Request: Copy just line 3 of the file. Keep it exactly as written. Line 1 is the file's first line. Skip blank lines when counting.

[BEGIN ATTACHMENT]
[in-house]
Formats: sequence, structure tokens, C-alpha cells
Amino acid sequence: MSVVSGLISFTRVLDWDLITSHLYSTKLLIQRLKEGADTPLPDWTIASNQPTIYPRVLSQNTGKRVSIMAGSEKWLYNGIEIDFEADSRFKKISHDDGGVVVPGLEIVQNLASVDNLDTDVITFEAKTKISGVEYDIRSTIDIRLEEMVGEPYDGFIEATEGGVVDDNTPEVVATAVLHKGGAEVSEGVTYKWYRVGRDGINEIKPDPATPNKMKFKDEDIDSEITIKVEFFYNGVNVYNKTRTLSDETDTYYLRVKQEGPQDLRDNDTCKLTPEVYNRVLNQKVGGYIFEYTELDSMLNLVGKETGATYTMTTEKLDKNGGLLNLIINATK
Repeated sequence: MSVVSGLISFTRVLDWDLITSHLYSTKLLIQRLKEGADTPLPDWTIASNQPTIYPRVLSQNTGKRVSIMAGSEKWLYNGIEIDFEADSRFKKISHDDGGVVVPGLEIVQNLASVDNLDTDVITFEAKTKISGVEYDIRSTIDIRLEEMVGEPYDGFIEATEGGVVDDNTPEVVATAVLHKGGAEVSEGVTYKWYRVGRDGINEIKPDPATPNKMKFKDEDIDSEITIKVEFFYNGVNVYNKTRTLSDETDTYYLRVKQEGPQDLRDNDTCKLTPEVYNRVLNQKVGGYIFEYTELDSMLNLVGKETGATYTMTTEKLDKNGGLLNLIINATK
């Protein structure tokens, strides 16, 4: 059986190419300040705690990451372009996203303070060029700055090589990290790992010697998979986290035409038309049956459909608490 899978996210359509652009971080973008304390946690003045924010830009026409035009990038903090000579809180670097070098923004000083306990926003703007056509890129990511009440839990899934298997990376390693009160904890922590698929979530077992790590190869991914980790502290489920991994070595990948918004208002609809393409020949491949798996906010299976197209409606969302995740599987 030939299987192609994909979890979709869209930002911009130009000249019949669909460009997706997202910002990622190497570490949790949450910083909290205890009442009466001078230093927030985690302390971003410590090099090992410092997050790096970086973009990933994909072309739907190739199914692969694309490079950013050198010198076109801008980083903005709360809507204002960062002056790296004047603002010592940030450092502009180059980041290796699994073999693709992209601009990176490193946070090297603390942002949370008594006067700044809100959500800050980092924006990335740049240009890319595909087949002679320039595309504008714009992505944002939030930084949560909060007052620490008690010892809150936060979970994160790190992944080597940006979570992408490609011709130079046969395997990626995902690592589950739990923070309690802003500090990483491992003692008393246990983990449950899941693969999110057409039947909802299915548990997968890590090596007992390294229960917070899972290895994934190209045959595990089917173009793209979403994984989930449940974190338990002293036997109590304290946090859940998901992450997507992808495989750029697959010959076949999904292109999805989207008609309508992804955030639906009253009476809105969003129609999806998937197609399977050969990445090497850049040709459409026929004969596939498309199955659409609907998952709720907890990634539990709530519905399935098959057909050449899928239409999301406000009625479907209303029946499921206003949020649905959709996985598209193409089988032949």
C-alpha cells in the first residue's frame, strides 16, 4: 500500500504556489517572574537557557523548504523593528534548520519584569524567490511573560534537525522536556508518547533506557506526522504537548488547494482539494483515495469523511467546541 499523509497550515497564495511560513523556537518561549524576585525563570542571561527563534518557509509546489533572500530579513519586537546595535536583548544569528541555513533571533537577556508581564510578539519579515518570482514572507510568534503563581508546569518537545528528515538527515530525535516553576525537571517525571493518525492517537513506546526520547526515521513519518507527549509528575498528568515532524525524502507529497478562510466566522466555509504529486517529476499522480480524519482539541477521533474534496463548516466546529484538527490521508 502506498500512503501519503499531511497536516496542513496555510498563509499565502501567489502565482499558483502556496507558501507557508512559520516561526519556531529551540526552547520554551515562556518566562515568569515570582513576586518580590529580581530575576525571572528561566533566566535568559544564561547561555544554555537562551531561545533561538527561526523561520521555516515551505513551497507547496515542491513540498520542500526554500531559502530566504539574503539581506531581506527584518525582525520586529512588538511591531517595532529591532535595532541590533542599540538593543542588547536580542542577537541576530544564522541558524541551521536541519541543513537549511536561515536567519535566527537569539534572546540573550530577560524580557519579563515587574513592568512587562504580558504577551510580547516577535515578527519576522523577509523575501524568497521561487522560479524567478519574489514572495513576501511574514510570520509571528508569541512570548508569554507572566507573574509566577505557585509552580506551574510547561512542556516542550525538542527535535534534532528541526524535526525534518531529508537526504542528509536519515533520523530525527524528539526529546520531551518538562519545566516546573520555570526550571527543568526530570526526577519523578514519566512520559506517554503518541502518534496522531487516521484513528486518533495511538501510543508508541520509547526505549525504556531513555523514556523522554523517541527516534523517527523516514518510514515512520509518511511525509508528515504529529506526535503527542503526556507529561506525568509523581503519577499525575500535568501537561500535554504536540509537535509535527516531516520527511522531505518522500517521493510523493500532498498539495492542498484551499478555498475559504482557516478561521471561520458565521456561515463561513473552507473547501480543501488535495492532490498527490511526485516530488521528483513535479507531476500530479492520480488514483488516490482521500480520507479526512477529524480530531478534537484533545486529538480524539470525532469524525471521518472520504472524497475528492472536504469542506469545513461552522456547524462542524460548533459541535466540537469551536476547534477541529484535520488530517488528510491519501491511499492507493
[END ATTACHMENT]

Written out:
Amino acid sequence: MSVVSGLISFTRVLDWDLITSHLYSTKLLIQRLKEGADTPLPDWTIASNQPTIYPRVLSQNTGKRVSIMAGSEKWLYNGIEIDFEADSRFKKISHDDGGVVVPGLEIVQNLASVDNLDTDVITFEAKTKISGVEYDIRSTIDIRLEEMVGEPYDGFIEATEGGVVDDNTPEVVATAVLHKGGAEVSEGVTYKWYRVGRDGINEIKPDPATPNKMKFKDEDIDSEITIKVEFFYNGVNVYNKTRTLSDETDTYYLRVKQEGPQDLRDNDTCKLTPEVYNRVLNQKVGGYIFEYTELDSMLNLVGKETGATYTMTTEKLDKNGGLLNLIINATK